A decade ago, ex-Mongrel Mob member Taurus Taurima set out on a path to turn his life around, resulting in his own construction company Topline Constructions in Hastings.

Topline started in 2016 with two staff, which has since grown to a force of 50, made up of people from all walks of life — many from difficult pasts, like Taurima, who have been offered a second chance.

Taurima is providing jobs, a training academy, teaching life skills, being drug-free, teaching staff to respect themselves and respect others. Everyone who graduates is guaranteed a job.

“I really changed it for my children,” he told RNZ’s Summer Times today.

“I’ve got nothing really bad to say about the gang — I think everything they do is individually based — but I had to change my lifestyle for my children, before I spent any more time in prison and no one would actually get to spend any time or know their father personally.

“So I found a job in construction and worked my way through the ropes at a company here in Hawke’s Bay and then decided to start Topline seven years ago.”

Taurima said walking away from the gang and finding full-time legitimate work was “probably one of the more difficult things that I’ve done”.

“I probably went to maybe 100 or 200 places, and I mean proper workplaces… I didn’t try and find a picking job or seasonal packhouse work. I went to try and find like, a proper trade, and that was really difficult.

“But I ended up finding some concrete boys on the concrete on the footpath on the corner near the house that I lived in and gave them some free labour until I could get my way in the door. And I think it’s been pretty good from there.

“It’s been very difficult… and it’s still difficult today.”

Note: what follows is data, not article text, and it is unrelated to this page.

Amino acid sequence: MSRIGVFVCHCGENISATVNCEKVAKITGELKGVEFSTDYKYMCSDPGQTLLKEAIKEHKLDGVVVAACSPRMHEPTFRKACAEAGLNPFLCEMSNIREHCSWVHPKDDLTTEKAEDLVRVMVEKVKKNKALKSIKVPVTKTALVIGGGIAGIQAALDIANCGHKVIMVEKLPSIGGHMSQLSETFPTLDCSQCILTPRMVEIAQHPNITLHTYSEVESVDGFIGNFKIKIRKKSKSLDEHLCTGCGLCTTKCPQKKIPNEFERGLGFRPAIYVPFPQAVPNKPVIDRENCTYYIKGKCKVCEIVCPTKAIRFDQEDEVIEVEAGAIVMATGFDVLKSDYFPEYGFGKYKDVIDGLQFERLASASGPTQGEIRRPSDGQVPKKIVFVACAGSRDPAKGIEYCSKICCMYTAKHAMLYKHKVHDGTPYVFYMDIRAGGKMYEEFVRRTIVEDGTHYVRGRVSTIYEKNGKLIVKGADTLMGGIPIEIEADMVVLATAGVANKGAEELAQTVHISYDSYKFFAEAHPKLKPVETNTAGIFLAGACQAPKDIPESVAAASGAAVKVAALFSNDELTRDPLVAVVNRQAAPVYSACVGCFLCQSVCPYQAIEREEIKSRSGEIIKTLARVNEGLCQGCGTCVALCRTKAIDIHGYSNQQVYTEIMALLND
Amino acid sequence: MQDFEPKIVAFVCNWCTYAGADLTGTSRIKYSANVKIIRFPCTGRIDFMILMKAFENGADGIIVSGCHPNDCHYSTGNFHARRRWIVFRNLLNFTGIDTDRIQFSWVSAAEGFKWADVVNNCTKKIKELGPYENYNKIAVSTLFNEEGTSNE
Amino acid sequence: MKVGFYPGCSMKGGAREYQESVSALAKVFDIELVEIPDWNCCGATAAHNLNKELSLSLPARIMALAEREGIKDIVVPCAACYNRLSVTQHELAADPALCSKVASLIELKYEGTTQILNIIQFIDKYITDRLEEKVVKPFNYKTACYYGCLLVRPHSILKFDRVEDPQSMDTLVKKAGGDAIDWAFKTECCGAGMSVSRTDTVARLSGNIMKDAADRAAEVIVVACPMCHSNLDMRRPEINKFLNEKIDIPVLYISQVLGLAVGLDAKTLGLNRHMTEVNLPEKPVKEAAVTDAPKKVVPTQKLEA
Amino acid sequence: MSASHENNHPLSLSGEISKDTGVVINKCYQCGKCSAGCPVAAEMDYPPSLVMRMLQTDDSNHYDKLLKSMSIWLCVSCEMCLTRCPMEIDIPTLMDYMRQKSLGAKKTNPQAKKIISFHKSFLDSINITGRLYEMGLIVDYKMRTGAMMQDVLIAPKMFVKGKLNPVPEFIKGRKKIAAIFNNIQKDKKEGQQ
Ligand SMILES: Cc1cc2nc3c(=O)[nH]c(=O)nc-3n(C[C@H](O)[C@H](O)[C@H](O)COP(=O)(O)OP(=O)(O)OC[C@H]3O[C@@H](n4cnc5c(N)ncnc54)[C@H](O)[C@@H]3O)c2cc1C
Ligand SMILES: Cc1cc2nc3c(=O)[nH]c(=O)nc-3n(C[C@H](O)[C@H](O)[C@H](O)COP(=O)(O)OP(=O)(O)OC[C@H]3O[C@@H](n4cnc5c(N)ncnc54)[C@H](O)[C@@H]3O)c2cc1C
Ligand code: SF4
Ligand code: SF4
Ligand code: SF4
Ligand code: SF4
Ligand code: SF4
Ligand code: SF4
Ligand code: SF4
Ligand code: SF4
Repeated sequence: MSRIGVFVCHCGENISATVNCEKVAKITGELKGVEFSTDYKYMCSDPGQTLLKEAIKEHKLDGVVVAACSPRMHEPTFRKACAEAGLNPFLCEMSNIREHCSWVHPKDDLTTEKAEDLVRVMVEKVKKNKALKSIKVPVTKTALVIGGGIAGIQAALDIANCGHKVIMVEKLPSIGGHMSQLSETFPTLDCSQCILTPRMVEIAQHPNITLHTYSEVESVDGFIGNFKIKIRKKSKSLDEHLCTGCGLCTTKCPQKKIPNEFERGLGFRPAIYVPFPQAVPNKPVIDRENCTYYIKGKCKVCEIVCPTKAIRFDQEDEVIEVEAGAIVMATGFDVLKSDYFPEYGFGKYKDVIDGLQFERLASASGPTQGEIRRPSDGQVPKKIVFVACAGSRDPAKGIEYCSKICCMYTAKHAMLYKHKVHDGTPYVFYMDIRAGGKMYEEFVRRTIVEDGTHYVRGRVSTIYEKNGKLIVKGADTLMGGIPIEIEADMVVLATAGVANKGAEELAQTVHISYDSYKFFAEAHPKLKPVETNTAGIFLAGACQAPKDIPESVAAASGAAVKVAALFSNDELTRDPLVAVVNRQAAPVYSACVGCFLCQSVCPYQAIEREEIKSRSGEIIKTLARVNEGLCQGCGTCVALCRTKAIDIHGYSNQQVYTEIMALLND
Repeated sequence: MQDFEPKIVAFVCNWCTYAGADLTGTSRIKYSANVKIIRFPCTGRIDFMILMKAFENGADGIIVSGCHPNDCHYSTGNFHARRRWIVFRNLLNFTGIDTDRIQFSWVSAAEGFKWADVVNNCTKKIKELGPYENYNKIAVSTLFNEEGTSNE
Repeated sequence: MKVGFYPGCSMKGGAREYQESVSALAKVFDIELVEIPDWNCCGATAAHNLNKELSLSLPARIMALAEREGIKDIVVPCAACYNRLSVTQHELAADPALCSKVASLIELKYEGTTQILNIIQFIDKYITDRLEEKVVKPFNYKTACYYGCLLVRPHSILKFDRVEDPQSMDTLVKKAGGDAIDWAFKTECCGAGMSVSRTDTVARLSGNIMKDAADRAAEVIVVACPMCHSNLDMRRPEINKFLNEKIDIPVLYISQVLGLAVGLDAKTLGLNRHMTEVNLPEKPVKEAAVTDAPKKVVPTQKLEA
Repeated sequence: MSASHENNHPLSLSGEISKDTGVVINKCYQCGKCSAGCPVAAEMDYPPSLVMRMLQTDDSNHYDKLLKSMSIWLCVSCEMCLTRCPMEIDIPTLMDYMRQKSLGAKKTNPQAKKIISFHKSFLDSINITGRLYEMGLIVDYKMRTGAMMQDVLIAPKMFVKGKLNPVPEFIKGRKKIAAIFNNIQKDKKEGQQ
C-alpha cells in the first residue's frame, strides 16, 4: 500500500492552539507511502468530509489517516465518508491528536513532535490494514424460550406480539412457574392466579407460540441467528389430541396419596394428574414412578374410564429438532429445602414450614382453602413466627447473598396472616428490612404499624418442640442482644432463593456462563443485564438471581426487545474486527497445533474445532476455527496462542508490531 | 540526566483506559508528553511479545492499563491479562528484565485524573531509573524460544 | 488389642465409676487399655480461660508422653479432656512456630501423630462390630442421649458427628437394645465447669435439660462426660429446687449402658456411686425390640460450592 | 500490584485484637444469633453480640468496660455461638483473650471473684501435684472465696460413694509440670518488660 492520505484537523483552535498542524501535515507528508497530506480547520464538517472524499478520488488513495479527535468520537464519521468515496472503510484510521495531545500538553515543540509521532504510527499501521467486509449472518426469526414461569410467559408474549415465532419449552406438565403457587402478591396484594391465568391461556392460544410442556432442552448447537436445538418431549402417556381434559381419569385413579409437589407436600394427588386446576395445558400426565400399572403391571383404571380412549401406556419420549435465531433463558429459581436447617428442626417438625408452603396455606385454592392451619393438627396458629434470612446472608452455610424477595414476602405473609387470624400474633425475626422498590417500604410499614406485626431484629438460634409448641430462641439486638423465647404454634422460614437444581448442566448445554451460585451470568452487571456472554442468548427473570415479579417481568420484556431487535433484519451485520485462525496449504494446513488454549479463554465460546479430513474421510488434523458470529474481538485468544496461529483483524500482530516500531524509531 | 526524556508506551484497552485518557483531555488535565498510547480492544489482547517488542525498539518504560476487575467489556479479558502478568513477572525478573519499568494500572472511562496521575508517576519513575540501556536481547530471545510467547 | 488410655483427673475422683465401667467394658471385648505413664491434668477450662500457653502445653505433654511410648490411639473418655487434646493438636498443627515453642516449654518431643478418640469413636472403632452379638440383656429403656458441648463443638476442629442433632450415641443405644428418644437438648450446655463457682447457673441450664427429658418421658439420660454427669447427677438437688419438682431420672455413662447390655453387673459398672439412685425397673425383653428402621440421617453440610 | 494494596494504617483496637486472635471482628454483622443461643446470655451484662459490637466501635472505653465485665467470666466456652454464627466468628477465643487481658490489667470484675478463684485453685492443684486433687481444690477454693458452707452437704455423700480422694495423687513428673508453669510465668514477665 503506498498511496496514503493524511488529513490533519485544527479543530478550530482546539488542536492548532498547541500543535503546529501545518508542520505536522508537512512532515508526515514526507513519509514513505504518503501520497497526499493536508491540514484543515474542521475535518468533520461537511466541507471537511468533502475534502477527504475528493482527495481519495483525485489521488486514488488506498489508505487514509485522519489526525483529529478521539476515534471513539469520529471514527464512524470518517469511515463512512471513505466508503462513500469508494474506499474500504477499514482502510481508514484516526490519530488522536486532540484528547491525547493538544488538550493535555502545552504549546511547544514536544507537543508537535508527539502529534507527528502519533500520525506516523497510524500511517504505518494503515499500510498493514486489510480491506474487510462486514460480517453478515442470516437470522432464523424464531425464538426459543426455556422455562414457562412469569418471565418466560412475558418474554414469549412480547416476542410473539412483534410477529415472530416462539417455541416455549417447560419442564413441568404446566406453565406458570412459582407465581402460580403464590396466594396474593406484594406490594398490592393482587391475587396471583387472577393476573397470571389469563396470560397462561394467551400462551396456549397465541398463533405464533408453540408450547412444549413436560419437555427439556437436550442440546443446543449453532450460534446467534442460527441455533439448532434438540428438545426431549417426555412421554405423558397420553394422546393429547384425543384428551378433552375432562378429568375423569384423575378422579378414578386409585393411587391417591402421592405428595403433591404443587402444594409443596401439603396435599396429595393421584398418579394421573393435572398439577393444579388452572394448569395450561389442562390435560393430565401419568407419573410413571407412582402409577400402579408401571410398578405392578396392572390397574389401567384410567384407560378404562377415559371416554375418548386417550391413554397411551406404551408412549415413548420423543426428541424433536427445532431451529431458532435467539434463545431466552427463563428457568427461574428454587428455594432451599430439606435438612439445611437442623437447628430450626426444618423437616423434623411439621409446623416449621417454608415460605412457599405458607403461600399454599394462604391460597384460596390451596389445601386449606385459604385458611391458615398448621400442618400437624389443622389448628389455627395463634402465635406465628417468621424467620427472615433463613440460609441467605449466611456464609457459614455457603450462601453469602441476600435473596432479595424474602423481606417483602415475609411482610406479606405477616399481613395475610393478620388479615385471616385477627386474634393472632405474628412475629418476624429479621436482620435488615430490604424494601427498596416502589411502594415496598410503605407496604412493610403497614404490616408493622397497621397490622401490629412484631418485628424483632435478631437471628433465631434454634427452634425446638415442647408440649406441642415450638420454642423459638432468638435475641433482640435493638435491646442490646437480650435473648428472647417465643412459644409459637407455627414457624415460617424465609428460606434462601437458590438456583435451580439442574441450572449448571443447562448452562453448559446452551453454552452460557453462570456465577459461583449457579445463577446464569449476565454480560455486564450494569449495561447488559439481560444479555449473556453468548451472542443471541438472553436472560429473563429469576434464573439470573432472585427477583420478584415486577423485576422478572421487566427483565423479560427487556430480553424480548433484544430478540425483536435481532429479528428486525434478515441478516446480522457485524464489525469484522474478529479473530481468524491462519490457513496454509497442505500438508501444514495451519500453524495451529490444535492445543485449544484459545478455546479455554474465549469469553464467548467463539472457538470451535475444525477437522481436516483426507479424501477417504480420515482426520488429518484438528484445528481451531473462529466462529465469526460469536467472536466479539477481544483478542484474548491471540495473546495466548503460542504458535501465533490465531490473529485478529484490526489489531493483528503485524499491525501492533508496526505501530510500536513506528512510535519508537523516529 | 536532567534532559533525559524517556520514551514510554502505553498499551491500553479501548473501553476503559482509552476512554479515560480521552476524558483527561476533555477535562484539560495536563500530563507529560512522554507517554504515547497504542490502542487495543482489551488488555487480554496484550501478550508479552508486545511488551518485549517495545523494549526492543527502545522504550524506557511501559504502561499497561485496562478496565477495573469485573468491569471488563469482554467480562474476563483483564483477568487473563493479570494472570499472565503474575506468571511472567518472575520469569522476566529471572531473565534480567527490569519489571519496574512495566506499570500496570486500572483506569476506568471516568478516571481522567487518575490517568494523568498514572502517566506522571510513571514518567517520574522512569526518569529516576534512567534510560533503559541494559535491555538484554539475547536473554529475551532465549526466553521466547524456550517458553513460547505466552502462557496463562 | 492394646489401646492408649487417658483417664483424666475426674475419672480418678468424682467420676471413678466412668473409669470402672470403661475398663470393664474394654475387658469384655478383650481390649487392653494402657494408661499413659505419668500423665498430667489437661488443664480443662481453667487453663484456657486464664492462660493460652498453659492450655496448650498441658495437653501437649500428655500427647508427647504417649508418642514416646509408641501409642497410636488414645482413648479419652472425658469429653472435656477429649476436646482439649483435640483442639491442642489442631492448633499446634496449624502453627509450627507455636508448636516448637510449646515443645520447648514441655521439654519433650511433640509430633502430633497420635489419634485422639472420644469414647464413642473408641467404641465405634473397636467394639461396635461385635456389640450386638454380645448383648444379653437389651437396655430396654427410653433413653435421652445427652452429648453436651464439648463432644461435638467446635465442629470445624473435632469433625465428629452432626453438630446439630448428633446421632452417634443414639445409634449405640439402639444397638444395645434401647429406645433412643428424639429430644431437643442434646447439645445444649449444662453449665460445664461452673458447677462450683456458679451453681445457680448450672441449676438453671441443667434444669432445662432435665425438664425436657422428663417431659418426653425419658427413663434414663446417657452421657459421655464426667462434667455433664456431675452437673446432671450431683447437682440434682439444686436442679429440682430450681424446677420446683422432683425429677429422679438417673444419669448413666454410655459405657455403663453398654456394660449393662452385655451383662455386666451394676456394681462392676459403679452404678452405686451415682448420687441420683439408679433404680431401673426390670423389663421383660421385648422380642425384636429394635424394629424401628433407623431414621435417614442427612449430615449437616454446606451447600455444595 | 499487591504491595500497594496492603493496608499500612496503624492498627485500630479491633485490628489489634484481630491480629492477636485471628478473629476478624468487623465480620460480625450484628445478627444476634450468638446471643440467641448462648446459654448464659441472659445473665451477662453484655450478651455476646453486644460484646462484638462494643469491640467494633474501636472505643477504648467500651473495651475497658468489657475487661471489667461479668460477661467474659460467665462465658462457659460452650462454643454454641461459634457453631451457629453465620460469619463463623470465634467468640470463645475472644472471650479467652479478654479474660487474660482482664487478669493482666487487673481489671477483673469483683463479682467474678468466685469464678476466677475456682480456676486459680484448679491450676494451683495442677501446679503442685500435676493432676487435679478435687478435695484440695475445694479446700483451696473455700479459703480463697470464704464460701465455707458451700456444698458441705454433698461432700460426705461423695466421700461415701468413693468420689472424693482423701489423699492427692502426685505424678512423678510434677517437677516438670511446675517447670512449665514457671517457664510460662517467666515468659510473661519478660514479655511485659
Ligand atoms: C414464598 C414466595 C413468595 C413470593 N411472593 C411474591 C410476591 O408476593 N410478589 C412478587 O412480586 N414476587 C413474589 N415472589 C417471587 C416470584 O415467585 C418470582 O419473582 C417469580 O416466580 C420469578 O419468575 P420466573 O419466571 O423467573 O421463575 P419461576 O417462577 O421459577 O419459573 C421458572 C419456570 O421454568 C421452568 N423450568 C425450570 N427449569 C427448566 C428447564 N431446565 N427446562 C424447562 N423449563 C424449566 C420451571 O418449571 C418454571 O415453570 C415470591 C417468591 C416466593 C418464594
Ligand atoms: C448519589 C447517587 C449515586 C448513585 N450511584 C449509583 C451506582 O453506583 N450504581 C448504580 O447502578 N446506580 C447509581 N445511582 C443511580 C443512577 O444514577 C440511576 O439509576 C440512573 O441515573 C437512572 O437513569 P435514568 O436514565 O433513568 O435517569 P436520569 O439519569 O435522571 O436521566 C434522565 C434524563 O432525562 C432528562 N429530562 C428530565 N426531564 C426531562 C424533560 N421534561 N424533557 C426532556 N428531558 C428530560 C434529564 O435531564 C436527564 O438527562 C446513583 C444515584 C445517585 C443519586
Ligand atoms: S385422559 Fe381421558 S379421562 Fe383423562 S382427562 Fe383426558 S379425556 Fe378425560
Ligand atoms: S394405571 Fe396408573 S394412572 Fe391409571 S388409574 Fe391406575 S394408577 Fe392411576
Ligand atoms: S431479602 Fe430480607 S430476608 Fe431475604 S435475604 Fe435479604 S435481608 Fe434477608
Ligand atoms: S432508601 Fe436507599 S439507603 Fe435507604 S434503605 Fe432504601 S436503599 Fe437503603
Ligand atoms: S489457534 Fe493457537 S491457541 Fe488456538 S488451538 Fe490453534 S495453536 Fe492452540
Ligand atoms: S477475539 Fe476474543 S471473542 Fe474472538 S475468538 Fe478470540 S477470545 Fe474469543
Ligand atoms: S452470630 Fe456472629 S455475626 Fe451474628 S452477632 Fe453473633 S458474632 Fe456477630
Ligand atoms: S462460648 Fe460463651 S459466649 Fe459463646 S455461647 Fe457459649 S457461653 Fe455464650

In 2016, he decided to go it alone and start his own business, Topline Contracting. It was not long before he decided to help others struggling to find work and a purpose in life.

“I opened up the Topline [Contracting] Academy, and linked up with the local councils and other businesses in Hawke’s Bay too, do my part to take as many — I based it for Māori people, but as many people I could — off the benefit that were young, fit and healthy, but I guess were just lazy and didn’t have no direction, and put them on a training academy that guarantees them 100% employment if they graduate.”

Taurima’s team works closely with not just the applicant, but their whānau, even to the point of picking them up each day for training.

“The tutors that pick them up are not allowed to leave the house unless they get in the van. [There are] only two ways to get off the academy — either you’re dead or someone you know has died…

“We’re privileged to be able to go into these people’s houses and they trust us enough to walk in and pull their kids out of bed.”

The first intake he had, almost all were on drugs when they started, Taurima said.

“I just took them out to the country for 28 days so they could come clean, and I think that’s a lot, what a lot of employers are looking for.

“These kids are on the benefit and they got absolutely nothing to do with their time, so they all get stoned… they’ve got nothing to do with their time.”

The first four weeks were often spent “trying to detox them”, Taurima said, and concentrating on health and wellbeing, “making sure that they can get up and handle a 10-hour shift”.

Then it’s work experience with Topline, then onto an employer – guaranteed.

“They just have to do three things — be healthy, drug-free and hard-working and [have a] positive attitude, and if they finish it and no one in Hawke’s Bay employs them, then they land at Topline, at our contracting business.”

Jobs, he said, that they would not ever have got if someone had not helped them out — particularly if they grew up in benefit-dependent or gang families, like he did.

“It’s just heavy in Hawke’s Bay. It’s just the way it’s always been here. But I just wanted to do my own thing and I don’t like to talk bad about many people, many situations, but… I couldn’t tell my kids or my little brother to walk this pathway in life and have an opportunity if I didn’t do it. So I left to be the example.

“The children ain’t in the game and you really got to look at, at who you’re impacting. You might even be employing someone that got born and it doesn’t know any other way.

“It’s been a part of their life and they’ve got a two-year-old daughter that they’re trying to impact and that’s the impact that it has on people.”

rnz.co.nz

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